New silver commemorative coin Jāzeps Vītols, circulation kokle

The Bank of Latvia has released a new silver commemorative one Lats coin in honor of composer Jāzeps Vītols, as well as a new circulation one Lats coin with the image of the kokle, a Latvian folk instrument.

Composer Jāzeps Vītols, who celebrates his 150th birthday in 2013, is considered by many to be the father of Latvian choir music. His choir works, including works like “Ziemeļblāzma”, “Karaļmeita”, “Beverīnas dziedonis”, among many others, are a fixture of Latvian Song Festival programs. “Gaismas pils”, his best known choir work, is considered to be the most often performed Latvian choir piece (considering that the Latvian national anthem was not performed during Soviet times, but “Gaismas pils” was). Though well known for his choir music, Vītols also composed many solo songs, as well as piano and symphonic music.

The proof quality Vītols coin was minted by Koninklijke Nederlandse Munt (the Netherlands), and the artists were Arvīds Priedīte (graphic design) and Jānis Strupulis (plaster model). The coin has a mintage of 3000.

The kokle, a stringed Latvian folk instrument, according the Bank of Latvia website “…is an instrument originating with the ancient Balts and borrowed by the nearby Finno-Ugric tribes (e.g. the Liv kāndla, Finnish kantele, Estonian kannele) and Slavic peoples (Russian gusli), it is also a symbol of kinship and friendly relations.” The instrument is also mentioned in many Latvian folk songs, including “Krauklīts sēž ozolā”. Even today, this ancient instrument is played and studied and continues to be an essential aspect of Latvian folk music.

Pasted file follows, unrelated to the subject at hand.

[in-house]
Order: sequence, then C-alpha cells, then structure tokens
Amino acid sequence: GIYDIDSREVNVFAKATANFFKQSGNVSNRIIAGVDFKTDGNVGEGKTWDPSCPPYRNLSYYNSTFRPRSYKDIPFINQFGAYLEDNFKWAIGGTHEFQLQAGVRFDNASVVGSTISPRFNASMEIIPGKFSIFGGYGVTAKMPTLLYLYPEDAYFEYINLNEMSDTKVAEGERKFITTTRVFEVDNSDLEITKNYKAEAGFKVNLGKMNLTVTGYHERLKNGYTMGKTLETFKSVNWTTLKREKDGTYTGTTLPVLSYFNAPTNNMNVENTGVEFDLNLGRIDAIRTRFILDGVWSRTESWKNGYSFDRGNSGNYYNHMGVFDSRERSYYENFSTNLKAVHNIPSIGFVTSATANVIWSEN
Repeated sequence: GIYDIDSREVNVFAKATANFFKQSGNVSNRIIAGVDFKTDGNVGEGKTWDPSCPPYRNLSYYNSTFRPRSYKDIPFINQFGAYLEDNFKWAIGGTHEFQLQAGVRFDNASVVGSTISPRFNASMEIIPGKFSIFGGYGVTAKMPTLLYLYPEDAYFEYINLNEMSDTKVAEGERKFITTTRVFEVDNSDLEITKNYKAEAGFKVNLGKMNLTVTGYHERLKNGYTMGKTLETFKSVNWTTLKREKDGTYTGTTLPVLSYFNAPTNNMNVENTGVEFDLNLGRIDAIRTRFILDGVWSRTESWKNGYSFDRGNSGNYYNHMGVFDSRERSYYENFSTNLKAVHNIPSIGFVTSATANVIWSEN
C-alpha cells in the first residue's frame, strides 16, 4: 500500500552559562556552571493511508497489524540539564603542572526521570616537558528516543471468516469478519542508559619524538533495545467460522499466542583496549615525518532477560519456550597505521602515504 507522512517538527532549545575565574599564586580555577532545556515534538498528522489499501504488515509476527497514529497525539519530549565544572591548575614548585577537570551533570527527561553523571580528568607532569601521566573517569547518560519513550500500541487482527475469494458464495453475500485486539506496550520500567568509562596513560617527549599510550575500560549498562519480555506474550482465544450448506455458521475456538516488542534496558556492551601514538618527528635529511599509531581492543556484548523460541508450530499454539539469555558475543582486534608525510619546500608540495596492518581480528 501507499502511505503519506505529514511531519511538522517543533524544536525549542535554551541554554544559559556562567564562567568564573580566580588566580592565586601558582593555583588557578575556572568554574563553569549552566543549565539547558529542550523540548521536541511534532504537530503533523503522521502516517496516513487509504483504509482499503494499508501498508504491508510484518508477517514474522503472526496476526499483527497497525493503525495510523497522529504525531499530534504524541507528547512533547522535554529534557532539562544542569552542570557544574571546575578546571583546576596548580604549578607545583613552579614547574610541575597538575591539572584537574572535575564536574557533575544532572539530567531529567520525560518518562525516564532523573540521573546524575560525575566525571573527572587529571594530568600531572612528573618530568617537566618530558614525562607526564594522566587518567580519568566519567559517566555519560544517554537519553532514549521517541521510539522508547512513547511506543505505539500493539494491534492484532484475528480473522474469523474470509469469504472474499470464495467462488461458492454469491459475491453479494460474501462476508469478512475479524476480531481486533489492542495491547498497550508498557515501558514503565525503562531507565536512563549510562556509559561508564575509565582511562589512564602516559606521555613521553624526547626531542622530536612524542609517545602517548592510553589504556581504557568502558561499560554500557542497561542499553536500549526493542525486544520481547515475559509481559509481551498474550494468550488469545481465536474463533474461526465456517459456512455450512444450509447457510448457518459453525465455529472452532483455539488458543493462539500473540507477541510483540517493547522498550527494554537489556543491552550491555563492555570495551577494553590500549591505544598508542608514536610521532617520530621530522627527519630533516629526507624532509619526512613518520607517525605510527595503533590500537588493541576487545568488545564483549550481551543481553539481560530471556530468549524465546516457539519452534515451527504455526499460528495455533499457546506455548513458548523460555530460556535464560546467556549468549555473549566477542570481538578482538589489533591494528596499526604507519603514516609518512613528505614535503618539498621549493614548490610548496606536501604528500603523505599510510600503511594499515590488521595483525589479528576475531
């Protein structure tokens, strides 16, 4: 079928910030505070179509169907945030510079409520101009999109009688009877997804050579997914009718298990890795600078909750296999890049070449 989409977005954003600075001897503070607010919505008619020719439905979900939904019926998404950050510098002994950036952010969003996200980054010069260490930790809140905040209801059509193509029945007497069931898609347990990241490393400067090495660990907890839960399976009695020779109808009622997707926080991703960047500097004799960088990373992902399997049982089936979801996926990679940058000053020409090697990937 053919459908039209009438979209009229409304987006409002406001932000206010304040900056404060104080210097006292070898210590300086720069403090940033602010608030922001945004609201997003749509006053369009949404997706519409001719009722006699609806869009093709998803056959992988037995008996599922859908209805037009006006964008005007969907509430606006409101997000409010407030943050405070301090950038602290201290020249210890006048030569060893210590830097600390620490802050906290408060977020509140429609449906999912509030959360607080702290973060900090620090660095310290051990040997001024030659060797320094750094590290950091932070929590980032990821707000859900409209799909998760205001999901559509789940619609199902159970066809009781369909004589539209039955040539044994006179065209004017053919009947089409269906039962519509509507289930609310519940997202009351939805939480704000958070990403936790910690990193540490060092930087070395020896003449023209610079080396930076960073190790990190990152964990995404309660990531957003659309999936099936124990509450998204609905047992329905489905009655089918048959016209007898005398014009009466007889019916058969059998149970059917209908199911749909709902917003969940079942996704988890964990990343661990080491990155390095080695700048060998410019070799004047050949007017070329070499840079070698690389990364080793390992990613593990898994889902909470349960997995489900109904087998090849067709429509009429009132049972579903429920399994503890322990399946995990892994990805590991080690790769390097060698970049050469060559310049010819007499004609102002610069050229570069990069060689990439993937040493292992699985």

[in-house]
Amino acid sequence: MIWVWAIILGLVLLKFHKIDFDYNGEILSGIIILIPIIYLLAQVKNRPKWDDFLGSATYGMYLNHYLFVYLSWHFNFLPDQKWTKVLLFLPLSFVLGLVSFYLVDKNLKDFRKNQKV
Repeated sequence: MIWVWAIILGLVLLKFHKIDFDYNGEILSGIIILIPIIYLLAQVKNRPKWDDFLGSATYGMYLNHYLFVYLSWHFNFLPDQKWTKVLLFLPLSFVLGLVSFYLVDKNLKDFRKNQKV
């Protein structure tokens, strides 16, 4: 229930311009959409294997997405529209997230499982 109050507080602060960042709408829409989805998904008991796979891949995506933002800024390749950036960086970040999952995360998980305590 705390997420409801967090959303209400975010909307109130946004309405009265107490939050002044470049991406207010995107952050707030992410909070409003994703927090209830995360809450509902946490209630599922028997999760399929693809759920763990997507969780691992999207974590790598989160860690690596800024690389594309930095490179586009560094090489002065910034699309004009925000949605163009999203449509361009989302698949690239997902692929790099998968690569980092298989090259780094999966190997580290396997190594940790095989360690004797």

The circulation coin was minted by Staatliche Münzen Baden-Württemberg (Germany), and the artists were Anna Heinrihsone (graphic design) and Ligita Franckeviča (plaster model).

Both coins are available for purchase at Latvian Bank locations and at Latvian numismatic shops.

For further information, please visit the Bank of Latvia website



Egils Kaljo is an American-born Latvian from the New York area . Kaljo began listening to Latvian music as soon as he was able to put a record on a record player, and still has old Bellacord 78 rpm records lying around somewhere.

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